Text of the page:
Captain Ross from Cape Cod Charter Guys in Bourne reports:

“We did great today, our charter was beating up bass and bluefish and everyone was catching on nearly every cast. When the area got crowded, we ran elsewhere to find a new body of fish, and eventually, we ended up in a thick pile of boats again. The topwater action has been really good in the mornings around schools of sand eels until the presence of too many boats puts them down. There are lots of sand eels in Cape Cod Bay and a bunch of pogies around as well to further fuel the bass that are still pushing through the Canal. But yesterday was a long day we ran pretty far through thick fog to find some good tuna. We got several fish on Strategic Angler stickbaits and Hogy poppers with the largest of the fish weighing in at 92 pounds.”

Ben at Sports Port Bait and Tackle in Hyannis reports:

“This week I caught a couple of bluefin tuna off Chatham while trolling spreader bars, the action has been great out there. Shore anglers are having fun with brown sharks on the beaches at night. There’s also plenty of scup to be caught from shore, and anglers are catching northern kingfish with them, but it’s still slow for anyone targeting black sea bass. We have lots of customers going out Nantucket Shoals recently too, and there’s been a few good fluke around in Vineyard and Nantucket Sounds. There’s also been some good fishing on the Cape Cod Bay side where anglers are reporting mid-30-inch class stripers around Dennis, Yarmouth and Barnstable. The Cape Cod Canal has been decent if you’re there during a bite window, otherwise you’ve got to put in work for those fish.”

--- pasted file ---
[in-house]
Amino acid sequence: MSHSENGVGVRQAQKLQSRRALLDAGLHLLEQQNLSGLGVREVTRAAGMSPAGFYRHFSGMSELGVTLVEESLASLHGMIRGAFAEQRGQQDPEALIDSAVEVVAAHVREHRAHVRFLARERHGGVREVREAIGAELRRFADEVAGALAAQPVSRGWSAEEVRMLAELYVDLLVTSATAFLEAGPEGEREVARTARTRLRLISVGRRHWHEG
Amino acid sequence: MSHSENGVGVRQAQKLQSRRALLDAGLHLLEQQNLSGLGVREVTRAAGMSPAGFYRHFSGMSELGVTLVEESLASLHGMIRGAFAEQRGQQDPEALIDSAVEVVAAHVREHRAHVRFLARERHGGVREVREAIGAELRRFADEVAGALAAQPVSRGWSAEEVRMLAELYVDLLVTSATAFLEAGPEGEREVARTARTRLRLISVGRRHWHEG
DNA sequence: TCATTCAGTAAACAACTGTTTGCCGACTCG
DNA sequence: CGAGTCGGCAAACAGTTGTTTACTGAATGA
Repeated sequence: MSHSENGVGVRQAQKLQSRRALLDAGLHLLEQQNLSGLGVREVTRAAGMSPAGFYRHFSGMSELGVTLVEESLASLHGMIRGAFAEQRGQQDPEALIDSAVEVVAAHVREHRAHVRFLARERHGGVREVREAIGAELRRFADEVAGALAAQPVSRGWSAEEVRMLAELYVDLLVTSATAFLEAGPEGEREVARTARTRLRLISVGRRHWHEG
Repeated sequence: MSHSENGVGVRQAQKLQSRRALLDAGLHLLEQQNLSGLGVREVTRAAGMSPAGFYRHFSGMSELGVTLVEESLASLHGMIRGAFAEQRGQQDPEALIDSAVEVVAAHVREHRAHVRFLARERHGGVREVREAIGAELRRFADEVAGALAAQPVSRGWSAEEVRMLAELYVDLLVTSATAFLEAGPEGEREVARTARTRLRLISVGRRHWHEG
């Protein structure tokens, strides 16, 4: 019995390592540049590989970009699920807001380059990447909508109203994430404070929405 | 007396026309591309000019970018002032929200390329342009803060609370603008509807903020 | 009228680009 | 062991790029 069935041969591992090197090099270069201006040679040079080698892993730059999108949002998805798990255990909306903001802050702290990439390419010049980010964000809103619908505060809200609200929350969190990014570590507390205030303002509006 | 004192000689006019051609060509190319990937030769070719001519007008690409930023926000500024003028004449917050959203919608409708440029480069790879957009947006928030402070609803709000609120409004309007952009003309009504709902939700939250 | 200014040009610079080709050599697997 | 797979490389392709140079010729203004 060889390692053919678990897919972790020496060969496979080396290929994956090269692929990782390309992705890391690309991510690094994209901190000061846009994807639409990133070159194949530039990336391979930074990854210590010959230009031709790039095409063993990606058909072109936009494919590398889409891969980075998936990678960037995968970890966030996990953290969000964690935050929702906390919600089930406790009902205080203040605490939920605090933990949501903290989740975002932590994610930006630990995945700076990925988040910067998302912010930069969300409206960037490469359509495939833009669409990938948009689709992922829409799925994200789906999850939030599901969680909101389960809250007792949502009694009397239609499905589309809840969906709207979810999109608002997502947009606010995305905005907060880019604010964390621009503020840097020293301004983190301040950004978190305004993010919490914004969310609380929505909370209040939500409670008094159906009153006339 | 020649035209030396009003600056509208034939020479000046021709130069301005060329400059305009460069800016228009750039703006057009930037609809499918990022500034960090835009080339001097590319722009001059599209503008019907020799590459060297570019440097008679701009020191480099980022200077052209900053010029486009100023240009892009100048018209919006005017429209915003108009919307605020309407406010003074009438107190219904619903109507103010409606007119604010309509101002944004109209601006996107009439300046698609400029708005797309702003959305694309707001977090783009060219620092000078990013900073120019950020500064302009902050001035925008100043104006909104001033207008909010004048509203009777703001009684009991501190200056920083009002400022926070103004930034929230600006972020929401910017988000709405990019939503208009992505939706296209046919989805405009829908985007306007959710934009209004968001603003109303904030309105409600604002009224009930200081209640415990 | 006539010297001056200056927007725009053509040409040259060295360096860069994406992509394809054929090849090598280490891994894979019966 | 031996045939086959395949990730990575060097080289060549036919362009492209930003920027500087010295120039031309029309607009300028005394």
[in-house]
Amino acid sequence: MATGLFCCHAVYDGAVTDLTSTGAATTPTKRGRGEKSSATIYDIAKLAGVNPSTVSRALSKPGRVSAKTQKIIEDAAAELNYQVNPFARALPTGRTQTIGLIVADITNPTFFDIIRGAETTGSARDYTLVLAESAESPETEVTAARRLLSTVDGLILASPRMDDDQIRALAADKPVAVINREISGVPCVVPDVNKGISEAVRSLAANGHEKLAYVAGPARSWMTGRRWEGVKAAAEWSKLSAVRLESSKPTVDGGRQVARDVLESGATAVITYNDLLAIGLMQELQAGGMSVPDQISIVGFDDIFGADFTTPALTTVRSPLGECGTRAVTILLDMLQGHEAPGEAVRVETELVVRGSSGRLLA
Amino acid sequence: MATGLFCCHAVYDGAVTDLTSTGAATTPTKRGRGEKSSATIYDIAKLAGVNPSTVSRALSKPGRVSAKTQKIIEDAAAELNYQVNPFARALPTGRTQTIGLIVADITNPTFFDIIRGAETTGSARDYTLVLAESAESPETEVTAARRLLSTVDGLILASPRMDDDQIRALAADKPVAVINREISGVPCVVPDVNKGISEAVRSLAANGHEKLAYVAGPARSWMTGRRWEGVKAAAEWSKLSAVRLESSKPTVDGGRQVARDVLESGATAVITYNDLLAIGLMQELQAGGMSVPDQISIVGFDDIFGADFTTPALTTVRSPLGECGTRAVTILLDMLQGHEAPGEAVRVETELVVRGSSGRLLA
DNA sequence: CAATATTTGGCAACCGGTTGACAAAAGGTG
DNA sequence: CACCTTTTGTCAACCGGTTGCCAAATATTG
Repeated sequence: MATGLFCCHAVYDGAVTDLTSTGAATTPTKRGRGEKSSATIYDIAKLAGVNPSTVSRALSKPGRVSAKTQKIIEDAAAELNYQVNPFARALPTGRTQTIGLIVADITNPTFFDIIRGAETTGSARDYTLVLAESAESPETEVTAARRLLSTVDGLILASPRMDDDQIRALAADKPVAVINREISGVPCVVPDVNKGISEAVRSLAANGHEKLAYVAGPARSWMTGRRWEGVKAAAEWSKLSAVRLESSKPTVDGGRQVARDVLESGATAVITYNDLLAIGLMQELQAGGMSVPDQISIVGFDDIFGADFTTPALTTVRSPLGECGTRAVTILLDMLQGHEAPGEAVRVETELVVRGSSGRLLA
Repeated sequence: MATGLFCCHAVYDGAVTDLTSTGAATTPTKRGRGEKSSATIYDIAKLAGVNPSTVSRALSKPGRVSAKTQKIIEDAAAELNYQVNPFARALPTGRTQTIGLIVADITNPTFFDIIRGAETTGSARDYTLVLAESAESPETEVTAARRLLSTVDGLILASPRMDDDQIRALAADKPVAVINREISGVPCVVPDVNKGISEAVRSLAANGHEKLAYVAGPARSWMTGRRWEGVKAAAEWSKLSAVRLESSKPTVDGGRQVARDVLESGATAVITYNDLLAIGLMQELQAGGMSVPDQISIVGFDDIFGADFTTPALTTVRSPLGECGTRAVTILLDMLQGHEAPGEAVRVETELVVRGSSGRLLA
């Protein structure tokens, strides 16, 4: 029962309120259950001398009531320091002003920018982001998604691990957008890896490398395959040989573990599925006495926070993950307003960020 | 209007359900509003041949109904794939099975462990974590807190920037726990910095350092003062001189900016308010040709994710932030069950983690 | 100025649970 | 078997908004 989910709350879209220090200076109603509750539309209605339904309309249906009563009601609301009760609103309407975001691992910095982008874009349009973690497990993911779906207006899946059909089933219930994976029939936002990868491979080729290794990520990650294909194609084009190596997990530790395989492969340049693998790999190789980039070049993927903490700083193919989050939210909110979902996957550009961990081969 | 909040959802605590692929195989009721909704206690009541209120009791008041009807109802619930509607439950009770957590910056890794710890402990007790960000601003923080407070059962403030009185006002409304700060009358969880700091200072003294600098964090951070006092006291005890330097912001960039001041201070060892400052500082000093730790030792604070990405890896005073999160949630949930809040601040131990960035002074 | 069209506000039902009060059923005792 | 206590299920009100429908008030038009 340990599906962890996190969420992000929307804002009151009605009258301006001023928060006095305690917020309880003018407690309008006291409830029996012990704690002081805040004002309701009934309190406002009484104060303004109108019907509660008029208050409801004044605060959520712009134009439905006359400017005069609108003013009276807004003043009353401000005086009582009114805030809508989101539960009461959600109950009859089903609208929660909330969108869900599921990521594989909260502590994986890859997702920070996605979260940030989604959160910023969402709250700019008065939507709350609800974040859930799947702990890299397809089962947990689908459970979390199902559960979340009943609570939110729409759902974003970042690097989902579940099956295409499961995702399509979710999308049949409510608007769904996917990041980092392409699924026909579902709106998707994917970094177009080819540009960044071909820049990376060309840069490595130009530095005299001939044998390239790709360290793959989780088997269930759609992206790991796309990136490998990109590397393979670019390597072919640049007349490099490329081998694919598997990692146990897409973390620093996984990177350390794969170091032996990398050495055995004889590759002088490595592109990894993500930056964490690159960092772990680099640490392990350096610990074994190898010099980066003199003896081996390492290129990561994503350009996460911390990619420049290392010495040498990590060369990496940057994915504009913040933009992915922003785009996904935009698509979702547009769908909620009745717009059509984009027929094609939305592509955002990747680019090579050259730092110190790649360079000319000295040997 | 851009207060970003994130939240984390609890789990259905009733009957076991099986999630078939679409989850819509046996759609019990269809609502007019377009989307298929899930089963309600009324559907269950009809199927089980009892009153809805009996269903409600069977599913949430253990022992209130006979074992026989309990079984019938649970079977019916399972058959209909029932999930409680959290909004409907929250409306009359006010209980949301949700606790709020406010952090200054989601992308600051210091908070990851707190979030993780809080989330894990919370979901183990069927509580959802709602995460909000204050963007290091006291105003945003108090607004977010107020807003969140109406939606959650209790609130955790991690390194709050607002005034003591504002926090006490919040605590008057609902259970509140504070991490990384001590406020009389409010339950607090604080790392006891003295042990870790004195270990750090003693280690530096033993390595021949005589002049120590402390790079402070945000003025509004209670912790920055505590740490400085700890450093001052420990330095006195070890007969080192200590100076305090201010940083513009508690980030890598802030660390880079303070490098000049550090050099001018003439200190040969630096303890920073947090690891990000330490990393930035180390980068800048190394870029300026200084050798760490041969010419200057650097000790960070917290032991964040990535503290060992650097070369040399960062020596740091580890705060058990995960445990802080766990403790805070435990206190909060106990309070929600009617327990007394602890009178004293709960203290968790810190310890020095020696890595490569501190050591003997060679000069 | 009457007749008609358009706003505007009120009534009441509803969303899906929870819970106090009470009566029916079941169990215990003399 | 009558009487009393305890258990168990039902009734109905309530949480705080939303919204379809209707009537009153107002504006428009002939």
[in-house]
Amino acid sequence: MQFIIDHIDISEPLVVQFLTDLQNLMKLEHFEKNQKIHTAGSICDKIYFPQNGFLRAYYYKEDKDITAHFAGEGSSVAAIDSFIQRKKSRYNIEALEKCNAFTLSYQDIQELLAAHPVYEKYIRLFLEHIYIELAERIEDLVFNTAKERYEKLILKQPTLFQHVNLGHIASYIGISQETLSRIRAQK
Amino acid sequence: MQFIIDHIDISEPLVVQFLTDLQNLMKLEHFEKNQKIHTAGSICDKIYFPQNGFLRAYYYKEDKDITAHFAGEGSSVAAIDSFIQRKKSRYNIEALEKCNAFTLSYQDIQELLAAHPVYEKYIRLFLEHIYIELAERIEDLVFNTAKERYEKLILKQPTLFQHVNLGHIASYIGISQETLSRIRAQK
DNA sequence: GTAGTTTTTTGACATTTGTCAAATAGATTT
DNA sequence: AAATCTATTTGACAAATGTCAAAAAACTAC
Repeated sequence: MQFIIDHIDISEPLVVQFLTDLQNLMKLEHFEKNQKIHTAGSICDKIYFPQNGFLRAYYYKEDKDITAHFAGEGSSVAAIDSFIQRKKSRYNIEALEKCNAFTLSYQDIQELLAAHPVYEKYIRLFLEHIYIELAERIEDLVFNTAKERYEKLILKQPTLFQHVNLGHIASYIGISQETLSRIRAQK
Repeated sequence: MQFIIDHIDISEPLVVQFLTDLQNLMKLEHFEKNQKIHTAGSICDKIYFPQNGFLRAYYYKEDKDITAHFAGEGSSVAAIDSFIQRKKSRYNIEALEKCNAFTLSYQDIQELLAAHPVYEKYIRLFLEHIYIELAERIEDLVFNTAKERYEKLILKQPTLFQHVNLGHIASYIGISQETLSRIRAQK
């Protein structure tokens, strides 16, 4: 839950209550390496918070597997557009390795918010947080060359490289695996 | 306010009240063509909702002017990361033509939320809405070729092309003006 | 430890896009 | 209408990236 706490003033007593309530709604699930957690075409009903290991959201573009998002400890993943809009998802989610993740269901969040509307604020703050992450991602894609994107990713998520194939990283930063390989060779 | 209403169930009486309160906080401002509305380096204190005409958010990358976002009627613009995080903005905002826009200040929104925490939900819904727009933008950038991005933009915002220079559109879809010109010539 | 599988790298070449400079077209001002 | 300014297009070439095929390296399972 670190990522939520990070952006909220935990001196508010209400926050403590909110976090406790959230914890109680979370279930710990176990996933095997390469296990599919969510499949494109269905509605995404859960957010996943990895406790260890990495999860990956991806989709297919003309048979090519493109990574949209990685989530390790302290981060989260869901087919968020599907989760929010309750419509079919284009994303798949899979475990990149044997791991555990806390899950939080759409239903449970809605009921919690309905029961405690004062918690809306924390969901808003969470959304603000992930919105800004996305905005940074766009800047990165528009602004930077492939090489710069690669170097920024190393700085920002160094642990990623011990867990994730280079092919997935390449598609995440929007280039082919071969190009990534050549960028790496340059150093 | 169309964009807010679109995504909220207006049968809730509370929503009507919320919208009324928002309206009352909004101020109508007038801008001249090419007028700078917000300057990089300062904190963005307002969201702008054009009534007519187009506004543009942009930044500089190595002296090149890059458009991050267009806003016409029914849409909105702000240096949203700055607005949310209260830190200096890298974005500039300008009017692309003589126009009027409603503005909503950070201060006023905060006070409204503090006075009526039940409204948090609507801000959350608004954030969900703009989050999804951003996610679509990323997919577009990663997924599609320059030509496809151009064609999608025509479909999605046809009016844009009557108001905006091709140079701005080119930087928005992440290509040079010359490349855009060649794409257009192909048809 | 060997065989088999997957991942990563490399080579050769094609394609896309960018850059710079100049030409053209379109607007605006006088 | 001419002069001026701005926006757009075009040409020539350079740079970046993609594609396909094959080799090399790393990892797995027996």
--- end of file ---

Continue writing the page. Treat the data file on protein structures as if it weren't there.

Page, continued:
Captain Elena Rice of Reel Deal Fishing Charters in Truro reports:

“We’ve been getting out in between the passing thunderstorms, and the changing weather has had the striped bass and blues stirred up! Some great topwater frenzies this week, including this 17-pound, 38-inch bluefish. The RD Bomb and pencil poppers are getting the strikes. Awesome to see so many fish around the outer Cape.”

Jumbo blues are still in the mix with striped bass, hitting topwater plugs on the outer Cape.

Captain Cam of Cambo Charters reports:

“Striper fishing is still going good, but the action has kind of spread out. We found some good fishing in the rivers around Cape Cod last week, but the bass were pretty picky and would only touch live bunker. I plan on going back into the rivers with eels, because if they’ll hit a bunker, I think they’ll hit a live eel. The fishing has slowed down a bit around Chatham but they’re still there and will hold there in the rips all season, only the class of fish is going to get smaller in the weeks to come. Fluke fishing is going well in Buzzards Bay and Vineyard Sound, we’ve been finding some nice keepers closer to the Vineyard. In offshore news, I had a tuna charter on Tuesday and we marked some giants off Stellwagen Bank but didn’t connect.”

Cape Cod Fishing Forecast